Getting started with IRIS2000 on Raspberry Pi

posted Aug 13, 2016, 11:04 AM by EICSS Engineering   [ updated Aug 14, 2016, 10:34 AM ]
You have received your board and now need to play around with it. Here are the items you need before you proceed:

  • USB power supply rated at 2A
  • USB Type A M-M cable
  • SD card with Linux distro (Wheeze/Jessie/Ubuntu) installed
  • A Raspberry Pi computer (Pi 1/2/3/Zero)

Here are the steps you need to follow:

Step 1: Mounting the board on Raspberry Pi

Being backward compatible, the board mates with first 26 pins of GPIO while for audio interface, a M-M USB type A cable is used to connect IRIS2000 USB port to one of USB ports on Raspberry Pi as shown below.

Step 2: Setting up Linux environment

Power on the board and let it boot to completion. I'm assuming the Pi is connected to your local network using Ethernet port or WiFi. Once you discover IP address of the device, you can connect to it using SSH. Alternatively, you can connect a display and keyboard to the Pi. Following libraries are required to run demo firmware:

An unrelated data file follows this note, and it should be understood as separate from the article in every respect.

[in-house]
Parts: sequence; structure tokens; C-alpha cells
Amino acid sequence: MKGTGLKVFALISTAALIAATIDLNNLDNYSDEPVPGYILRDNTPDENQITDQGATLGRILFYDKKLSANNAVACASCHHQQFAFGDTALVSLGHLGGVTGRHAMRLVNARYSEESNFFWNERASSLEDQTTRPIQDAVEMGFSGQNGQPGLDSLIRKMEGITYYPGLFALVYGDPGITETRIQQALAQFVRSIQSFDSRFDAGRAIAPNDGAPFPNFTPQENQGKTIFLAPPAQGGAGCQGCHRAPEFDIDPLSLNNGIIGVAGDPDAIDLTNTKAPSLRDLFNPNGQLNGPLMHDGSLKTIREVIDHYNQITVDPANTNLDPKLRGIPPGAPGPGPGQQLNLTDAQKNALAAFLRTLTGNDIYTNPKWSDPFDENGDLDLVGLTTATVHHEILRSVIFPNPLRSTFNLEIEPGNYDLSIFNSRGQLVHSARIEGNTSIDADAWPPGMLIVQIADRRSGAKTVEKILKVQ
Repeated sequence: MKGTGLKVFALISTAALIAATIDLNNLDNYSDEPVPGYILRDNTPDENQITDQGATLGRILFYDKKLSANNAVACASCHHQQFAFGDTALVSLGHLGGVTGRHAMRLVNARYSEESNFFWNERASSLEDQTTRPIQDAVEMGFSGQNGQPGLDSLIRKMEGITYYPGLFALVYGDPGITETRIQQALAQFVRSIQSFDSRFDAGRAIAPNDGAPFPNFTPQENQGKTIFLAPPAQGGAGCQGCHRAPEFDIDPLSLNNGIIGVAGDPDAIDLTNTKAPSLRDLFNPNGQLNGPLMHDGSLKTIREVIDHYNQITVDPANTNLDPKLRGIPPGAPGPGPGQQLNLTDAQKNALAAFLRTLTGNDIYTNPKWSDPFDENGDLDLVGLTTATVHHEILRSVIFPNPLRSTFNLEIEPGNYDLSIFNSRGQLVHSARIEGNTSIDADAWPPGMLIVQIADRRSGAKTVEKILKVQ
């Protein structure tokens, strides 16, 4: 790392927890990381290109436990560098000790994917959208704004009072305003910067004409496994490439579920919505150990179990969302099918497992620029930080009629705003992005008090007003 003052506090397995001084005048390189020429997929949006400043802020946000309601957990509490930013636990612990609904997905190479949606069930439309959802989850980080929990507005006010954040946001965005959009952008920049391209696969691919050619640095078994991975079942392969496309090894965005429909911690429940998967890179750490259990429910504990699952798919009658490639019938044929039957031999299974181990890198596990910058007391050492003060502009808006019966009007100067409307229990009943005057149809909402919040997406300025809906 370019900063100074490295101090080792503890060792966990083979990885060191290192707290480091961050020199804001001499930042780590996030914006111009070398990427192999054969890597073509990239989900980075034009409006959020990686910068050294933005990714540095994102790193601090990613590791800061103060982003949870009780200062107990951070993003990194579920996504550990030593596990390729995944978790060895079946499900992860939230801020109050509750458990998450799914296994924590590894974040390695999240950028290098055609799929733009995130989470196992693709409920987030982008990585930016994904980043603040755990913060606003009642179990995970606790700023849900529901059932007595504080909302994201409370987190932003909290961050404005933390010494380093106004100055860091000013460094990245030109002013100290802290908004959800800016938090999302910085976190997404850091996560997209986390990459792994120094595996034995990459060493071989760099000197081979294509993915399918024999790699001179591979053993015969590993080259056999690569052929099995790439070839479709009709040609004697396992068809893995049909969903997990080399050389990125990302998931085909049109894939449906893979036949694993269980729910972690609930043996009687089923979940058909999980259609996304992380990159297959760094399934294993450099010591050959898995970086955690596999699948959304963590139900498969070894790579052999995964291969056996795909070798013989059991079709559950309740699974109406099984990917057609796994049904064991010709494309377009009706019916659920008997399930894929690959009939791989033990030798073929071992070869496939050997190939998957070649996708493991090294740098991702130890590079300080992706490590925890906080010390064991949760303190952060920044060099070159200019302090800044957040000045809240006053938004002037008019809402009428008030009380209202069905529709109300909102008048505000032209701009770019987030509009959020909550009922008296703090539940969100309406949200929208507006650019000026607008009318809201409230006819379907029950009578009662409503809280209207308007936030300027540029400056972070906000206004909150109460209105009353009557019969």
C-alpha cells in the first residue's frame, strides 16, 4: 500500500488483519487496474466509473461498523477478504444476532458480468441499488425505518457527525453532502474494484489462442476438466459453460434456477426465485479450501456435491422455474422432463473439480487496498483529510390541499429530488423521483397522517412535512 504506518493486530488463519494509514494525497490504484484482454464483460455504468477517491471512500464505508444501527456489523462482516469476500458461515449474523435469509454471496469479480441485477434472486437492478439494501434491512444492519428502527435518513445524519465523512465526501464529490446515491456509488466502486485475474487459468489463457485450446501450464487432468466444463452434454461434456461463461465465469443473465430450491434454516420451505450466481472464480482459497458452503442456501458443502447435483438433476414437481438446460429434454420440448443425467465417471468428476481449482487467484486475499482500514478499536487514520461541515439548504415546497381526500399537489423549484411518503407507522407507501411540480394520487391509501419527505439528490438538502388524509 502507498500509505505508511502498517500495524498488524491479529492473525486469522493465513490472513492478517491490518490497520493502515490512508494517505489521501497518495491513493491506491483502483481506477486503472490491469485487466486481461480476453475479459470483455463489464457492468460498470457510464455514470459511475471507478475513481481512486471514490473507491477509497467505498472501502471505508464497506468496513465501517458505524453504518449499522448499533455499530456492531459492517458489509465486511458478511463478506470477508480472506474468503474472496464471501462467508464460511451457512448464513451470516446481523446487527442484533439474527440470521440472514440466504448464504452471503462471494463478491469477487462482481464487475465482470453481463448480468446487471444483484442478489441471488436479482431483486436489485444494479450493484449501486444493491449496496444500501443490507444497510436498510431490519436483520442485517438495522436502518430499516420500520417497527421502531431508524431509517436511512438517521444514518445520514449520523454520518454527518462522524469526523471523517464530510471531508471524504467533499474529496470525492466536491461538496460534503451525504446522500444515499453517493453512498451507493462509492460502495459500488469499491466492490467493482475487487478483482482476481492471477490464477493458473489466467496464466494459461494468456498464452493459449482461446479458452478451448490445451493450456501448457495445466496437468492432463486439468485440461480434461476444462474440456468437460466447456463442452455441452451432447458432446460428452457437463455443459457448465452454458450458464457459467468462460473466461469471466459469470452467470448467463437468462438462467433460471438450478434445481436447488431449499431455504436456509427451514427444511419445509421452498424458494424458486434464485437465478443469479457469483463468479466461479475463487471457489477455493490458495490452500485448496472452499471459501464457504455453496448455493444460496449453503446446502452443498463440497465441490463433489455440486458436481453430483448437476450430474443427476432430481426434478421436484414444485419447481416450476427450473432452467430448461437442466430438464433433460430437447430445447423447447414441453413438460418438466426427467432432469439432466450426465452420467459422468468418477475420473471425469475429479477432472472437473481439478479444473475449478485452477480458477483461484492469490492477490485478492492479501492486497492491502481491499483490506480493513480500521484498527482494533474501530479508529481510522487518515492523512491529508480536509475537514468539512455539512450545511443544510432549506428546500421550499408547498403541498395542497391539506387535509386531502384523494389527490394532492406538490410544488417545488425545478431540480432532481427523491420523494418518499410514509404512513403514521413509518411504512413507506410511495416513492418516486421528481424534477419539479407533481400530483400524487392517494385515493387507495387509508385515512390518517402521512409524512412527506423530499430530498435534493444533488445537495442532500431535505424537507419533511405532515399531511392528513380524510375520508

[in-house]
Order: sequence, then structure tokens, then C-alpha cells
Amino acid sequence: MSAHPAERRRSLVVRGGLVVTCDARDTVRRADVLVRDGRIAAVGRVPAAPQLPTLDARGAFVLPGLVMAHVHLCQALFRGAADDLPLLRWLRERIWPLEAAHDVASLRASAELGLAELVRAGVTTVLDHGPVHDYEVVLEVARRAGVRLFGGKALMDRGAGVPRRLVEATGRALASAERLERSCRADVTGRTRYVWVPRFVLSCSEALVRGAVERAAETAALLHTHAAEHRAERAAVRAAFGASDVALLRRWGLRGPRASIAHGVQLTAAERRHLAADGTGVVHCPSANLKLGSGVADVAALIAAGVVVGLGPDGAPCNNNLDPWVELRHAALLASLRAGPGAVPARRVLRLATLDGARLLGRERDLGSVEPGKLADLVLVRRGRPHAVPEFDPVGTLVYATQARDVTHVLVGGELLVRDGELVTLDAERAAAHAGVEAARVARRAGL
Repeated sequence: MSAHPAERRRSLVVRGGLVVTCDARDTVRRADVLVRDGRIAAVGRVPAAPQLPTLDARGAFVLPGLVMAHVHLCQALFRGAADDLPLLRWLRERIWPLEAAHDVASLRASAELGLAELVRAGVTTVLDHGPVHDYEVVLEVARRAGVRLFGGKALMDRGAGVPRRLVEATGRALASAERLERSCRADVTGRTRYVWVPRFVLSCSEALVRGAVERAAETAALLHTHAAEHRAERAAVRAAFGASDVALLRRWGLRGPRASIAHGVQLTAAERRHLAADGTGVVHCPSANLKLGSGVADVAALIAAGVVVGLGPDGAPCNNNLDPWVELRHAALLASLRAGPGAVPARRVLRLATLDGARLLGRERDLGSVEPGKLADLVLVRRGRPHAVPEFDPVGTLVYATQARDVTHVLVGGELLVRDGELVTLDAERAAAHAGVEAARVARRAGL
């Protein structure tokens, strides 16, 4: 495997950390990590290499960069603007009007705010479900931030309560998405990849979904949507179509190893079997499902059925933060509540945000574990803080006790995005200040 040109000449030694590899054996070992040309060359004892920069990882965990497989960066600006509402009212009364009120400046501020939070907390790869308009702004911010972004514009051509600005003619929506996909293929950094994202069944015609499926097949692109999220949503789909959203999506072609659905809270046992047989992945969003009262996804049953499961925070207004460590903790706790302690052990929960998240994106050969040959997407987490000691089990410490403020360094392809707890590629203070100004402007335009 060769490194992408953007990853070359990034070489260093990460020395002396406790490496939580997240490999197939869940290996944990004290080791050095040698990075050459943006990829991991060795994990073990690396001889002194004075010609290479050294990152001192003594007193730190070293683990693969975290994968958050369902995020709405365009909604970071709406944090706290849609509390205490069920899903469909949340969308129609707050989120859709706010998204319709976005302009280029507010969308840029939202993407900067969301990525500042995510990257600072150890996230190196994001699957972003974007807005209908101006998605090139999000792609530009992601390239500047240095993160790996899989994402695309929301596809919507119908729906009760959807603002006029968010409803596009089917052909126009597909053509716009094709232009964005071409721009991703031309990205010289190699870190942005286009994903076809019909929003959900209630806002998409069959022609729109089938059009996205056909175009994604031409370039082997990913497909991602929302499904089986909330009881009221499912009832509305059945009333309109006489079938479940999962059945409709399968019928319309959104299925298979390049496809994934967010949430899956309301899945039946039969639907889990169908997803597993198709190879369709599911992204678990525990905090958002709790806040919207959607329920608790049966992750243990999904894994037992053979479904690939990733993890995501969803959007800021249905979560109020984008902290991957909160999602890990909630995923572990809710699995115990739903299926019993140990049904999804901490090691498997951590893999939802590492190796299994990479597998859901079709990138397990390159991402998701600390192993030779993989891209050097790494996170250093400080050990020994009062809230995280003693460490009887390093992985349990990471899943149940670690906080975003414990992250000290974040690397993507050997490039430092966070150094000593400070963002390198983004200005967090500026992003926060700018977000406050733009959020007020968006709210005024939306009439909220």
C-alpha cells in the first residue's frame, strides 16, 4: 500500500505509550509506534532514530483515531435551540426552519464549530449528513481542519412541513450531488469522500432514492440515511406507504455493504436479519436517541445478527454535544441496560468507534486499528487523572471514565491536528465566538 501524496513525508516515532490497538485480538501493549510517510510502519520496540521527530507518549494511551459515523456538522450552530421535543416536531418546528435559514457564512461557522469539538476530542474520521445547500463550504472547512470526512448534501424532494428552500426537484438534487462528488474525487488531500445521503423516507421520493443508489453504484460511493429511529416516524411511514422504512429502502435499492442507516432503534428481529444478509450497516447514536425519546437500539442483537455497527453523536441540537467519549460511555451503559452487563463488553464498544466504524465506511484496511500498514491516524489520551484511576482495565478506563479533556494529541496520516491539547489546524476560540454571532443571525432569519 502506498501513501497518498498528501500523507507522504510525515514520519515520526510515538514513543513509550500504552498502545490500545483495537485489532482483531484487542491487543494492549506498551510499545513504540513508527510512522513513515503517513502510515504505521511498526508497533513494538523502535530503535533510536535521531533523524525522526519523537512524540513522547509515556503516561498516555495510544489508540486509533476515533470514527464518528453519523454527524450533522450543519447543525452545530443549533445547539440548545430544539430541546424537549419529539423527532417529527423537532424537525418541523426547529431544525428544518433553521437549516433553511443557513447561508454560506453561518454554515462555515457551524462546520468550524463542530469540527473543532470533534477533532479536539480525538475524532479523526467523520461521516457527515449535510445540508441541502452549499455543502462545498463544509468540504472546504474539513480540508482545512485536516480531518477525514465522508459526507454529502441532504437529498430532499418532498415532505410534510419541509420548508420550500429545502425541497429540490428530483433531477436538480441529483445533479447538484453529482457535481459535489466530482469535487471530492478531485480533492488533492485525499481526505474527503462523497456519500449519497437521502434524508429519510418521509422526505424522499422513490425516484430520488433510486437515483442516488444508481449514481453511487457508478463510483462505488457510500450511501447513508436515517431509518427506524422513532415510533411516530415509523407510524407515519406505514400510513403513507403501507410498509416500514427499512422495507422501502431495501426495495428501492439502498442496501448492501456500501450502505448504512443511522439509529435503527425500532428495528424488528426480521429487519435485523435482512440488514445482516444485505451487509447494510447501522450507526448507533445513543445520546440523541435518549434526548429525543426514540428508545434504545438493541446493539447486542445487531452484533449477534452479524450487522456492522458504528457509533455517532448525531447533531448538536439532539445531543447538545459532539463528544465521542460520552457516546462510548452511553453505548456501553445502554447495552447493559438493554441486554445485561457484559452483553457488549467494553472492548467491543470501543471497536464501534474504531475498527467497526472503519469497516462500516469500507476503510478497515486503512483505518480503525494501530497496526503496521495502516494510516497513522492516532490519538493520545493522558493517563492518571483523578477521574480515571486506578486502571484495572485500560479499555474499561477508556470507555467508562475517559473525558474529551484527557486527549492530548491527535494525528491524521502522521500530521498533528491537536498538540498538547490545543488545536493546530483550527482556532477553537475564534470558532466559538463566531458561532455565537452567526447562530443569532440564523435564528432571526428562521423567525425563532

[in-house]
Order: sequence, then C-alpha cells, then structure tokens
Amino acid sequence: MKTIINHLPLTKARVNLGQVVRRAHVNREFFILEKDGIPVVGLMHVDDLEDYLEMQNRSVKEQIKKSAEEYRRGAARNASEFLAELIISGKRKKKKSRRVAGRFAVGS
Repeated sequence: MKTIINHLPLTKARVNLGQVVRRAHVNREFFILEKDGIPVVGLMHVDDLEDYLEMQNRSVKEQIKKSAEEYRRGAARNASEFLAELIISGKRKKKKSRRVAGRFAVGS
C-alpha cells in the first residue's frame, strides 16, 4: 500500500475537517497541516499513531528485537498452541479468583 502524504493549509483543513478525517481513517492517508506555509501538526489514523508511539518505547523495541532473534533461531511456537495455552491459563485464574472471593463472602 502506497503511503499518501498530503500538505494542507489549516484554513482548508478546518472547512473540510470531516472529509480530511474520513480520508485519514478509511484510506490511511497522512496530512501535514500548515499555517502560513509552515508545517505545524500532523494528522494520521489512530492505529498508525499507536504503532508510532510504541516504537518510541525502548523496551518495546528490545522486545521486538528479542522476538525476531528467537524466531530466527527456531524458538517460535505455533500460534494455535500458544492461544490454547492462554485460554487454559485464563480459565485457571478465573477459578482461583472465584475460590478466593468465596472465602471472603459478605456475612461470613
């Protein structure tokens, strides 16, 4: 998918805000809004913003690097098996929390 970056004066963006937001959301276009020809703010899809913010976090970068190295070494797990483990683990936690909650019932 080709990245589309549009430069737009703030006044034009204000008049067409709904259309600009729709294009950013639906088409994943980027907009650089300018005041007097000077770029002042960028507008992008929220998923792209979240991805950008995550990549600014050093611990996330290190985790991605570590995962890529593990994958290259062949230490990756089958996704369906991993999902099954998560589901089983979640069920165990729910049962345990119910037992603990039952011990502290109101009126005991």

• libasound2-dev
  • wiringPi

Once these libraries are installed, you can run demo firmware but before you do that, check mapping of USB audio device using aplay -l:



This will list all ALSA compatible devices including IRIS2000 USB audio device. If you don't see the device in the list, verify that USB codec has indeed been enumerated by lsusb command in bash as shown below.



The entry with PCM2900C is the entry you are looking for. If you don't see such an entry, make sure USB cable is connected correctly, is not faulty and that you are using a high quality USB power supply as USB devices are not detected if power supply is noisy.

Step 3: Configuring firmware

We need to configure the firmware before running the firmware. Simply edit the configuration file named cpe.conf in any editor and follow the comments to configure the firmware to your requirements.

Step 4: Running firmware

We are now ready to run the firmware. The firmware file name is cpe and should be run with sudo. The firmware assumes that configuration file named cpe.conf resides in the same folder the firmware is being executed from.

All is well if the firmware runs successfully all the way to a command shell. Depending upon your configurations (standalone analog-to-VoIP call router or integrated with Asterisk), you can go ahead and test out analog-VoIP call bridging.

That's all for now. A separate post discusses IRIS20000 integration with Asterisk.